June 19, 2001 12:30 PM PDT

Famed open-source compiler upgraded

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The foundation of the open-source movement has just shifted.

On Monday, programmers released version 3.0 of GCC, a software project not as well-known as open-source projects such as Linux but one that's key to all of them. GCC is a compiler--the critical software that converts programs written by humans into instructions a chip can understand.

GCC is used to create everything from Linux and its various BSD Unix cousins to higher-level software such as the Apache Web server, the Gnome user interface and the Jabber instant-messaging software. And it can run on and create software for more than 40 different chip families.

When Eric Allman was working on his open-source Sendmail e-mail server software about a decade ago, GCC was just one of a collection of compilers he had to support to make sure his software could run on a large number of computers.

"I was using a lot of compilers, and GCC was one of them," he said. "At this point, GCC is so common you almost could use just GCC."

But GCC isn't just for open-source projects--the collaborative efforts in which developers share their programs without the secrecy of the proprietary world. Because the GCC design lets it create programs for dozens of different CPUs, it has been used to create the software for numerous proprietary systems as well.

Indeed, GCC has spread as far as Microsoft, which ships the compiler as part of its Interix software, which enables Unix software to run on Windows computers.

Version 3.0, under development for more than a year, adds several features. Among them is an improved ability to generate instructions for Intel's mainstream chips--work Intel has been funding for years. The software GCC produces for other chips is also improved.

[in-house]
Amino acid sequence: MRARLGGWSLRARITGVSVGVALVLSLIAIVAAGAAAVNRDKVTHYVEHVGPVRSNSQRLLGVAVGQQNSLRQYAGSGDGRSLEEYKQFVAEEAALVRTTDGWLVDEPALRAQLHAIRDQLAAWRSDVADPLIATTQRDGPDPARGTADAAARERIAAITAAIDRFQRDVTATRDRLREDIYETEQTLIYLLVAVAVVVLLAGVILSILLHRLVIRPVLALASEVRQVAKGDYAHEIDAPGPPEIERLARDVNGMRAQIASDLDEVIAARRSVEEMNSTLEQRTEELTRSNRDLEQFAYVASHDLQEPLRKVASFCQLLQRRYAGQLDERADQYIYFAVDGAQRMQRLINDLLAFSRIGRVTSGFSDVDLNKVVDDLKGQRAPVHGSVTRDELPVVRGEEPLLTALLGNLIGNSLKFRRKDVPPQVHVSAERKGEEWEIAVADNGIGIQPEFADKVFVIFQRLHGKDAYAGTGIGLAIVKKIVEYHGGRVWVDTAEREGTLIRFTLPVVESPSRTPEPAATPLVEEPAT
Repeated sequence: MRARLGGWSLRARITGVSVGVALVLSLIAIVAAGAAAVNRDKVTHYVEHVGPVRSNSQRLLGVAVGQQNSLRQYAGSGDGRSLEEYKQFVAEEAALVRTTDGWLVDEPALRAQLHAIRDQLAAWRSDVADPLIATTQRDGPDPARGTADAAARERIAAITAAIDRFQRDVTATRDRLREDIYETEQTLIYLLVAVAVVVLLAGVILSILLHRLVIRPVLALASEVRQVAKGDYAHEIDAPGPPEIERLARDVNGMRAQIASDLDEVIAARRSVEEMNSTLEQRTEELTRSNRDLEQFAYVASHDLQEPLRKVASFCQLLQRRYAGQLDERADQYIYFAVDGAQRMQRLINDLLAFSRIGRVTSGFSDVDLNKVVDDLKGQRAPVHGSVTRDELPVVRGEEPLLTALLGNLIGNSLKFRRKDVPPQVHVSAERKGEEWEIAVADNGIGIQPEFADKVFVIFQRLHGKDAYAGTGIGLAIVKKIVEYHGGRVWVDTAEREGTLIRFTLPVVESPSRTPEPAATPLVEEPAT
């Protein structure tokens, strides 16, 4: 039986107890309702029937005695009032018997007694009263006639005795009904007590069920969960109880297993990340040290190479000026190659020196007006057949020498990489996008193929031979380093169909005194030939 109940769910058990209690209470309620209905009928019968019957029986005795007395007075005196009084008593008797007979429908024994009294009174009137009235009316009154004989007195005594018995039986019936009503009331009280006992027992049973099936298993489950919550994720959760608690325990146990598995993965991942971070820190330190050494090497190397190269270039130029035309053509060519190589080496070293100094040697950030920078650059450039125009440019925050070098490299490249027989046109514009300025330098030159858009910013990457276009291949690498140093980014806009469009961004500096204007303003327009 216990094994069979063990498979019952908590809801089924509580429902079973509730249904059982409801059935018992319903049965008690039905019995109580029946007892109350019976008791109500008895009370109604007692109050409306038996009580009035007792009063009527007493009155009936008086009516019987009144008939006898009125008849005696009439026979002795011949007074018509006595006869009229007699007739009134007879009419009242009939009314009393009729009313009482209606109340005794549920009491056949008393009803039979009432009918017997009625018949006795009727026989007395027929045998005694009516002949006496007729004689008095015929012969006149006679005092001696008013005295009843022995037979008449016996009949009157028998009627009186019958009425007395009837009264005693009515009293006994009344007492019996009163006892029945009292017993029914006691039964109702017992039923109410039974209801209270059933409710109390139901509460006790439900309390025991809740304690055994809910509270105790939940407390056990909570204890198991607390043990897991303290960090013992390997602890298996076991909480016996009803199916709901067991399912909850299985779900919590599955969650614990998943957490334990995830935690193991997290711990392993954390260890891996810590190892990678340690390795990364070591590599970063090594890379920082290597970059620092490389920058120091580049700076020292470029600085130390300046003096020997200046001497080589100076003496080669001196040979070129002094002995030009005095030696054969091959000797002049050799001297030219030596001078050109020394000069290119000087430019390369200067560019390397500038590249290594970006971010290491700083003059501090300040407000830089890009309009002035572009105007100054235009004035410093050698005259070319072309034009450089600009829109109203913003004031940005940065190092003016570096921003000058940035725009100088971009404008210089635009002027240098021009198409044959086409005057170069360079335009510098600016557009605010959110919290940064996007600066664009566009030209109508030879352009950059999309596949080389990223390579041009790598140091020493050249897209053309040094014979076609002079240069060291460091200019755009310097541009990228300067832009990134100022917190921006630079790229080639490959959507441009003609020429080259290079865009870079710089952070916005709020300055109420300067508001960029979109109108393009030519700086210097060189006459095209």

Among the new chips now supported are Intel's Itanium and XScale, Motorola's MCore 210 and 340, Mitsubishi's D30V, Atmel's AVR and Fujitsu's FR30, said Jeff Law, a GCC developer at Red Hat.

The new version of GCC is the first major revamp since version 2.0 was released in February 1992. Since then, GCC has survived a problem that many consider to be one of the biggest threats to open-source software: code forking, in which two separate groups of programmers develop in different directions.

GCC history
GCC originally was a project begun by Free Software Foundation founder Richard Stallman. Version 1.0 was released in May 1987.

GCC once stood for GNU C Compiler, since it was used to compile programs written in the C programming language for Stallman's "GNU's Not Unix" (GNU) effort to create a clone of Unix. Now, though, because GCC accepts programs written in many other languages as well, GCC stands for GNU Compiler Collection.

Stallman created the concept of "free software"--which he defines not as no-cost, but as software that may be freely redistributed as long as its source code remains open. He released GCC under the General Public License, the license now used to cover many open-source efforts. Indeed, the Linux kernel that stepped in to become the heart of the GNU operating system project is released under the GPL.

Much of GCC's development has been supported by Linux seller Red Hat, after its 1999 acquisition of Cygnus Solutions, a company whose business was adapting GCC so it could support new chips.